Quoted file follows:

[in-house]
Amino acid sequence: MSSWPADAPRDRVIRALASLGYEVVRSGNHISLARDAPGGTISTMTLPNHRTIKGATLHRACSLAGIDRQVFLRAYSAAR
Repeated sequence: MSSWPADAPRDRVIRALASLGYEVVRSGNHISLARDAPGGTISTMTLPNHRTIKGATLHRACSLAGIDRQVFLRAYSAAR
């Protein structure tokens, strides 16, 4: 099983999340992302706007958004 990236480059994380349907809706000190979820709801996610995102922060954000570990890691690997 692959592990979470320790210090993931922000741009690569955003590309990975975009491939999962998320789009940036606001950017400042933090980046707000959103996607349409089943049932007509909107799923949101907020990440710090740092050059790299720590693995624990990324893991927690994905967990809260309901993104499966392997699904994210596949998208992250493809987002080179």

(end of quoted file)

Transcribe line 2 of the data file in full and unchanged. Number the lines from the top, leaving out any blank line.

Amino acid sequence: MSSWPADAPRDRVIRALASLGYEVVRSGNHISLARDAPGGTISTMTLPNHRTIKGATLHRACSLAGIDRQVFLRAYSAAR